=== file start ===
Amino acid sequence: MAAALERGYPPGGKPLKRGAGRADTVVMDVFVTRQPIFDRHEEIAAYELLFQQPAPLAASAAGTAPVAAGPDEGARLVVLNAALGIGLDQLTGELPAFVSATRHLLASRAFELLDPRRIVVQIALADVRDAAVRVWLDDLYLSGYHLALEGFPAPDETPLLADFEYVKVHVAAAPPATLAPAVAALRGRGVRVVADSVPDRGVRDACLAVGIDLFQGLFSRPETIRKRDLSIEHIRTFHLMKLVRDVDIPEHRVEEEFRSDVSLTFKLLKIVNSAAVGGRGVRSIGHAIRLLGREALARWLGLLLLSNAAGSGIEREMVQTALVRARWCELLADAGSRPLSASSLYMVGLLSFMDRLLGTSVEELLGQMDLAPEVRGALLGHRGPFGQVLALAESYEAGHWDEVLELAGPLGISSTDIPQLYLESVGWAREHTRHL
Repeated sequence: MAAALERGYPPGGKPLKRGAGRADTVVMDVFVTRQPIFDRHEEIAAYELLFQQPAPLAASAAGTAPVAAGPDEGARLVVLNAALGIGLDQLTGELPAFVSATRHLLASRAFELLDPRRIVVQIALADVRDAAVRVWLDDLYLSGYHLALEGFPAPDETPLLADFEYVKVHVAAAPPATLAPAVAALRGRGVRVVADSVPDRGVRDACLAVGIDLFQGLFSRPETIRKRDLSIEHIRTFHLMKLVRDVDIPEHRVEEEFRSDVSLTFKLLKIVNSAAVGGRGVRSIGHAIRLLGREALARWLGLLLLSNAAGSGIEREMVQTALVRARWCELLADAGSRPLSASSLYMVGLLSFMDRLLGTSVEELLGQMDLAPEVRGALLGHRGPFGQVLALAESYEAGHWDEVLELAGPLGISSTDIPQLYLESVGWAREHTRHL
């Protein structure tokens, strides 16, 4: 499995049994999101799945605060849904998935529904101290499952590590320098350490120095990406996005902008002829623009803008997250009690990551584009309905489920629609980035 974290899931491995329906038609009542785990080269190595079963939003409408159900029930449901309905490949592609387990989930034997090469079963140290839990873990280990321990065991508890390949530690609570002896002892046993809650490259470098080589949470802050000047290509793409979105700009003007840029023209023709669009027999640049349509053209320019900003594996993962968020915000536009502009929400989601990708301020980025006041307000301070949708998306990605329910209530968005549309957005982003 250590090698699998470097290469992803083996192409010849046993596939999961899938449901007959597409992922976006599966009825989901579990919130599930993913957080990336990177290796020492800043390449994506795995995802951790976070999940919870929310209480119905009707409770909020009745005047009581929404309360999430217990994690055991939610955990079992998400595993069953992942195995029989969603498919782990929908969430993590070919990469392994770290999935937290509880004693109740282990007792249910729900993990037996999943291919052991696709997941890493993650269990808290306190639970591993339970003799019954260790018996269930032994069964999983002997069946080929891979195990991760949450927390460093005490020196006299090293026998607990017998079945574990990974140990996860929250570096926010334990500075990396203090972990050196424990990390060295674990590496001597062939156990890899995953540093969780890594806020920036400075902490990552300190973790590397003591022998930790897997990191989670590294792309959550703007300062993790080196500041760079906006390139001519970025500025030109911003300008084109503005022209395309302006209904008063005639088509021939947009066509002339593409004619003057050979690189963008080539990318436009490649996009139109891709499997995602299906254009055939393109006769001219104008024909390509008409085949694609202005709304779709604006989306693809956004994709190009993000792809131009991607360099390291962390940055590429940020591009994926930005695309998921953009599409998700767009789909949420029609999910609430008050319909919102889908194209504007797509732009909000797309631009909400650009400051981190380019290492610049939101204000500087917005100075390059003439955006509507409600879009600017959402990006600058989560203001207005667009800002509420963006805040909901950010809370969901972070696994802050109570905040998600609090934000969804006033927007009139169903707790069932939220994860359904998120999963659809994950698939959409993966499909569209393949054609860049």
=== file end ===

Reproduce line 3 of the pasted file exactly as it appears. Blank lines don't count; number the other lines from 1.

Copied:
């Protein structure tokens, strides 16, 4: 499995049994999101799945605060849904998935529904101290499952590590320098350490120095990406996005902008002829623009803008997250009690990551584009309905489920629609980035 974290899931491995329906038609009542785990080269190595079963939003409408159900029930449901309905490949592609387990989930034997090469079963140290839990873990280990321990065991508890390949530690609570002896002892046993809650490259470098080589949470802050000047290509793409979105700009003007840029023209023709669009027999640049349509053209320019900003594996993962968020915000536009502009929400989601990708301020980025006041307000301070949708998306990605329910209530968005549309957005982003 250590090698699998470097290469992803083996192409010849046993596939999961899938449901007959597409992922976006599966009825989901579990919130599930993913957080990336990177290796020492800043390449994506795995995802951790976070999940919870929310209480119905009707409770909020009745005047009581929404309360999430217990994690055991939610955990079992998400595993069953992942195995029989969603498919782990929908969430993590070919990469392994770290999935937290509880004693109740282990007792249910729900993990037996999943291919052991696709997941890493993650269990808290306190639970591993339970003799019954260790018996269930032994069964999983002997069946080929891979195990991760949450927390460093005490020196006299090293026998607990017998079945574990990974140990996860929250570096926010334990500075990396203090972990050196424990990390060295674990590496001597062939156990890899995953540093969780890594806020920036400075902490990552300190973790590397003591022998930790897997990191989670590294792309959550703007300062993790080196500041760079906006390139001519970025500025030109911003300008084109503005022209395309302006209904008063005639088509021939947009066509002339593409004619003057050979690189963008080539990318436009490649996009139109891709499997995602299906254009055939393109006769001219104008024909390509008409085949694609202005709304779709604006989306693809956004994709190009993000792809131009991607360099390291962390940055590429940020591009994926930005695309998921953009599409998700767009789909949420029609999910609430008050319909919102889908194209504007797509732009909000797309631009909400650009400051981190380019290492610049939101204000500087917005100075390059003439955006509507409600879009600017959402990006600058989560203001207005667009800002509420963006805040909901950010809370969901972070696994802050109570905040998600609090934000969804006033927007009139169903707790069932939220994860359904998120999963659809994950698939959409993966499909569209393949054609860049």